Joey Yu is a multi-talented illustrator, animator and curator. She was featured on both AOI’s ‘Ones to Watch’ and It’s Nice That's ‘The Graduates’ lists in 2017 and her clients include The New York Times, Girlboss, Tate, British Council and Ermenegildo Zegn.
How did you develop your multidisciplinary practice?
By being impulsive, carrying out whatever project comes into my mind, and by going through a period of saying yes to pretty much anything. If there was any sort of job that came my way, or if I saw that someone needed a hand, I'd do it. It's a good way of finding out what you do and don't want to do. I've helped with set design, fashion, producing as well as illustration and animation. I've found that I get sad if I'm not doing a million things at once.
Tell me about the steps you’ve taken since graduating to develop your career.
Since leaving university I've been trying to be super broad in the sort of things that I'm involved in. I've done a couple of exhibitions, one of which was in Korea, and I've also been lucky enough to travel to a number of places using illustration as a live drawing tool. I recently did an art residency in Brazil which was very rewarding.
Whilst I'm taking on illustration jobs and commissions, I'm growing more interested in the idea of drawing as a performative thing, and how the very act of you drawing can be a piece of art in itself. There's so much to explore still.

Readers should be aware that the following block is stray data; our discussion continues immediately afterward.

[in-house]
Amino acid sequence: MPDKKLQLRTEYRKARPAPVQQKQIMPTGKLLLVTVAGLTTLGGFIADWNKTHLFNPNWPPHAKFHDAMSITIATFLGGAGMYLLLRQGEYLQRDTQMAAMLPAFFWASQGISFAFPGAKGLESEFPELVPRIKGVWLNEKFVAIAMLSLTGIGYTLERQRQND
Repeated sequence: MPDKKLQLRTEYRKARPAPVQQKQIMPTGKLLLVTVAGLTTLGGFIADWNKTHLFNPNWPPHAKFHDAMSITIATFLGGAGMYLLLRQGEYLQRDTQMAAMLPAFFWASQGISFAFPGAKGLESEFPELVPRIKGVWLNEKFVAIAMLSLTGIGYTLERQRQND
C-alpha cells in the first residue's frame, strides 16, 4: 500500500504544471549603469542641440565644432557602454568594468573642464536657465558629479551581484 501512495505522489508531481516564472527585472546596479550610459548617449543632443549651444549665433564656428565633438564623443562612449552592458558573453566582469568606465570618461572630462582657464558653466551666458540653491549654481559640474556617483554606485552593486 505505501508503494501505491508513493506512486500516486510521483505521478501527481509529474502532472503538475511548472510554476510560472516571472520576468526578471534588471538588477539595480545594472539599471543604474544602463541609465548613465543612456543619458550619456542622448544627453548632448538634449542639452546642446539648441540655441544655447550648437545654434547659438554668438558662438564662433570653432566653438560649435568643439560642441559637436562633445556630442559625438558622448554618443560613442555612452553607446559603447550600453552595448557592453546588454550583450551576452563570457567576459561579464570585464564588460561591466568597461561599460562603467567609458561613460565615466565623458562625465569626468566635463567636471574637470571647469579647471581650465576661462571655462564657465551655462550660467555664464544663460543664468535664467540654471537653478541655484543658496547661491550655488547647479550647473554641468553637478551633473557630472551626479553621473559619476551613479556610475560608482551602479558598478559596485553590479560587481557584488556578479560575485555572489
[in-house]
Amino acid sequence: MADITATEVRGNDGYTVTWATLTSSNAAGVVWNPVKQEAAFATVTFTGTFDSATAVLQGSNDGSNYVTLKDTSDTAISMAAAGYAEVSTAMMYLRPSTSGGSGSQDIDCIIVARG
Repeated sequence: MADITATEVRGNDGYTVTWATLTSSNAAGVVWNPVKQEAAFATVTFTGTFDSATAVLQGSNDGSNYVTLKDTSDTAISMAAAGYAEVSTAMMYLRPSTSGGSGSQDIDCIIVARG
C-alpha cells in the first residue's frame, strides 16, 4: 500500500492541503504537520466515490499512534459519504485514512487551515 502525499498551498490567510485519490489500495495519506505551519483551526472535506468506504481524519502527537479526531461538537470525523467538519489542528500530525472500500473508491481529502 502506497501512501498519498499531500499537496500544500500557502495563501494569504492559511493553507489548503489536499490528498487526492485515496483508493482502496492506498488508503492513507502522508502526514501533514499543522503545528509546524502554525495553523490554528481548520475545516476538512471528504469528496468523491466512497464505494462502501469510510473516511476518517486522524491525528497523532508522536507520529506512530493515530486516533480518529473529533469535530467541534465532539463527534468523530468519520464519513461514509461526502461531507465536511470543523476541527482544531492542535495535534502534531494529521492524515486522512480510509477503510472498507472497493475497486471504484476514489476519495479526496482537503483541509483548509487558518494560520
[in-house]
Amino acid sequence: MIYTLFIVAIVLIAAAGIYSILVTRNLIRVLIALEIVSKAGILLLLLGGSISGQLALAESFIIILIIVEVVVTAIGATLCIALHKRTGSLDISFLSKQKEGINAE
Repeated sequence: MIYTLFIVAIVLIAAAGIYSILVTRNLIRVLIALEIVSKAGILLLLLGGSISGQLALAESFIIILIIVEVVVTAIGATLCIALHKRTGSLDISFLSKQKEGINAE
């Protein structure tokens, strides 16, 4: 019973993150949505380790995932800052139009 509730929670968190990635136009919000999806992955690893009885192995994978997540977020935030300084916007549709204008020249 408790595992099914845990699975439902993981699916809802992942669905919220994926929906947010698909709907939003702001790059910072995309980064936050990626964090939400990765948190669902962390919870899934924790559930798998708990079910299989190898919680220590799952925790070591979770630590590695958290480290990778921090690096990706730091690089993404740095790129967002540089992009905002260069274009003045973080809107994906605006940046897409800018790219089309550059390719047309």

Is there any advice you would give recent illustration graduates for making the most out of their final year at uni?
If you are sitting and thinking 'This idea would be nice... One day I'll do this... Next year...' my advice would be to do it right this very second – just get up and go! You have the time, the resources, and the people around you to help you.
Equally, there's pressure in your final year to leave with a huge explosion, but you have to remember everyone works at a different speed, and you are working to your own timeframe.
…what about for leaving the world of education and entering the world of work?
Nothing in any industry is super fixed and rigid. You have the power to make it what you want to be. Ask nicely! And accept that you'll make mistakes.
Your use of colour is distinctive. Tell me how you go about making an illustration.
Generally when it's reportage drawing, I will spend a couple moments observing the scene and imagine the main sort of mood I want to convey, and the colours will tend to reflect that.
There are great books to look at when studying the interaction of colour: Interaction of Colour by Josef Albers; The Dictionary of Colour Combinations (a Japanese publication) and The Secret Lives of Colour by Kassia st Clair. I also watch the colour palettes from films a lot. But when it comes down to the real movement and act of it I try to be as instinctive as possible without any real rhyme or reason. Mistakes and strange colour combinations and all.
Join Joey at Sketchmeet on Wednesday 1 August for an evening of quick-fire drawing challenges designed to get you thinking creatively. The perfect night out for any adult or group of friends who love to draw. Find out more and book.